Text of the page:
Sometime last semester, I got really angry at a lot of people, and began feeling jaded toward society in general. Working full time and attending a traditional university was pretty demanding, on top of caring for my family. Depression seemed to set in, and I had been crapped on by too many people in simple situations, like the gas station attendant never making eye contact, some fat lady nearly causing a traffic jam trying to put her straw in her drink, and, yes, another fat lady not knowing what her job is at the auto parts store. These fucking people, I thought. What a place to live. One morning in class I decided I’d had enough and did what I always do during these times: I sit down and write. So I wrote:
I can’t begin to explain my declining state of mind. Something is missing. I am becoming apathetic, yet hostile at the same time. I am angry at society and its current state. Most people are rude, and it’s either because they were raised that way or they are megalomaniacs. People are hypocrites with earth-friendly stickers on their cars from which they throw trash on the road. They smoke cigarettes and eat pure cooked fat, then declare it a shame that Uncle Jimmy died of a coronary at 46, when he weighed 300 pounds. They wear gold and diamonds that shine in the headlights of other cars on the highway when their grossly neglected vehicle has finally given up. It’s the same $600 car with $1500 wheels on it.
These are the same peole who snap at you for trying to hand them your credit card when you can just swipe it yourself, and only point you in a general direction when you’re looking for something in a store. These are the people who don’t speak when you hold the door for them, as if you owe it to that person. These are the people who share their telephone conversations with everyone in the restaurant and seem to have the hardest time driving while conducting business on said device.
I don’t know where I’m going with this – I just want to sit down and learn how computers work, be left alone right now and not be bothered. But one cannot live without going out for needed items, forcing me out into the jungle of rudeness and hostility. Maybe it’s because I’m white, or because I don’t look like everyone else, but it’s probably just because I’m on the same road or in their store, bothering them to no end. It’s not as if she wouldn’t have a job without paying customers, is it?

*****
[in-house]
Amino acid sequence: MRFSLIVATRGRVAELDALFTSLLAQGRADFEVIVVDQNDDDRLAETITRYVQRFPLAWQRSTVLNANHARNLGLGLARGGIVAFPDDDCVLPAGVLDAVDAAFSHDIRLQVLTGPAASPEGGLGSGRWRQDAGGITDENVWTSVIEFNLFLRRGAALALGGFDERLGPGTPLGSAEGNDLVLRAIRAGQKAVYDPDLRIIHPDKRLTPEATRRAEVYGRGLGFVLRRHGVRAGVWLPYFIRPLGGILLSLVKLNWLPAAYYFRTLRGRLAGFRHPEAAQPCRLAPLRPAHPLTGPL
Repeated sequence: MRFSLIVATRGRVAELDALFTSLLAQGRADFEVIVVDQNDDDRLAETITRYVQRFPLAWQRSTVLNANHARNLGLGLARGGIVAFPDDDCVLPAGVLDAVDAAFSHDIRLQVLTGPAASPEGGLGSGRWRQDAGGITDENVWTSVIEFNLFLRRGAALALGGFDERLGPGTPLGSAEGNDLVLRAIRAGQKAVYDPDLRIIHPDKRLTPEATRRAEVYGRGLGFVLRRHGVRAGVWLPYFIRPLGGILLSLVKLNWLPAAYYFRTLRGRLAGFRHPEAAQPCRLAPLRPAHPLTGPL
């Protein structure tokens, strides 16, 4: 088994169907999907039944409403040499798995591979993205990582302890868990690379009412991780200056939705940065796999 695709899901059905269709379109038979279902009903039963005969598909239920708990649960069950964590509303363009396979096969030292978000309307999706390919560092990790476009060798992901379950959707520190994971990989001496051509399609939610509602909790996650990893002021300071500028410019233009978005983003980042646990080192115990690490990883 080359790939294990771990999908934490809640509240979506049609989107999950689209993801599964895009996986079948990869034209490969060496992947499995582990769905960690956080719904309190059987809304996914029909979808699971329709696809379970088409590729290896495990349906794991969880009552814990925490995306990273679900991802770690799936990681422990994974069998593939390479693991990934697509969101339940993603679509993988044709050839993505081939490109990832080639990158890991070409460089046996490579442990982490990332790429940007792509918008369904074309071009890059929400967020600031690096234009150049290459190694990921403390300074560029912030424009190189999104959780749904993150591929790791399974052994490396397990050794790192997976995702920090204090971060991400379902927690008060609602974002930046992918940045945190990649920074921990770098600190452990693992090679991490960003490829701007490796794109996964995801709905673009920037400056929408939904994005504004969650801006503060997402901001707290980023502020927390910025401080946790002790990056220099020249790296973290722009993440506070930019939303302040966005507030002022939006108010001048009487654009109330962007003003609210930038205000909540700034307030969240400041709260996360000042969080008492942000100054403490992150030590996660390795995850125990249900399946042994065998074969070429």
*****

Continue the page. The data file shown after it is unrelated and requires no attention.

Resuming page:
I was taking anthropology at the time, and it hit some nerves. The instructor is an atheist, and he really hit home on some topics I’d been toying with on a personal level for some time. The class was very invigorating, and struck the match that lit my fire.
I had been a struggling agnostic leaning toward atheism until I took anthropology. One night the professsor was talking about the significance we as humans imbue upon objects, events, and basically anything we can summon words for. This lecture told me exactly what I needed to hear: God exists because we invented a god. That statement is really for another article.
I have always been a believer in the purely physical and systematically proven concepts. I love it. I can touch it. I can explain it. I deducted from my observations that anything, with time, can be logically explained. I found this in mathematics, when I was trying to explain to Beth how I know that even though I can’t actually define the exact value of the square root of 3, I still know that its square is the number 3. It’s because it works for any square root. That also may be for another article.
All this to say that since I have decided that God does not exist in any form, my methods of thinking about most everything have changed. I have released the significance of many things, and this in turn has granted me liberty from our society. In my mind, I am truly free. There are many benefits to this, but there are also some drawbacks. One drawback is that my new level makes me socially awkward, and unlike 90 percent of America. That said, I don’t have many friends here in South Georgia. That’s okay, though, because I’ve always been socially awkward and without many friends. The pros outweigh the cons.
Don’t get me wrong – I still pay my taxes, I respect people, and I even bow my head when someone wants to pray at the dinner table. I just don’t give any significance to the animocity of some people, the $10.00 “Pray for Our Troops” magnets, or a scratch on my car’s finish. It doesn’t matter. It’s just a car.
It’s just a watch. A shirt. No matter what the commercial says, that diamond necklace only has the significance that you give it. To a monkey, it’s just shiny. To a fish, it’s probably something to eat. To a rock, it’s a relative. What is it to you?
My dad once told me when I was having a fit about life that I must choose to be happy. I couldn’t understand that because it wasn’t that simple at the time. On a lower level, I was angry at the way things were and how I didn’t have any money. I couldn’t maintain my attitude about those things and simply choose to be happy. So when I changed my mind about the significance of money, of other peoples’ opinions of me, and found out what is really important, I was able to make that choice to be happy. I have made my choice, and I am happy.
I realize I may have lost the respect of a few people in light of this, but I am prepared. I have in no way intended to imply that your belief is wrong – only that I may not share the same beliefs with you. If you have been offended, feel free to comment. I am finally ready to defend myself.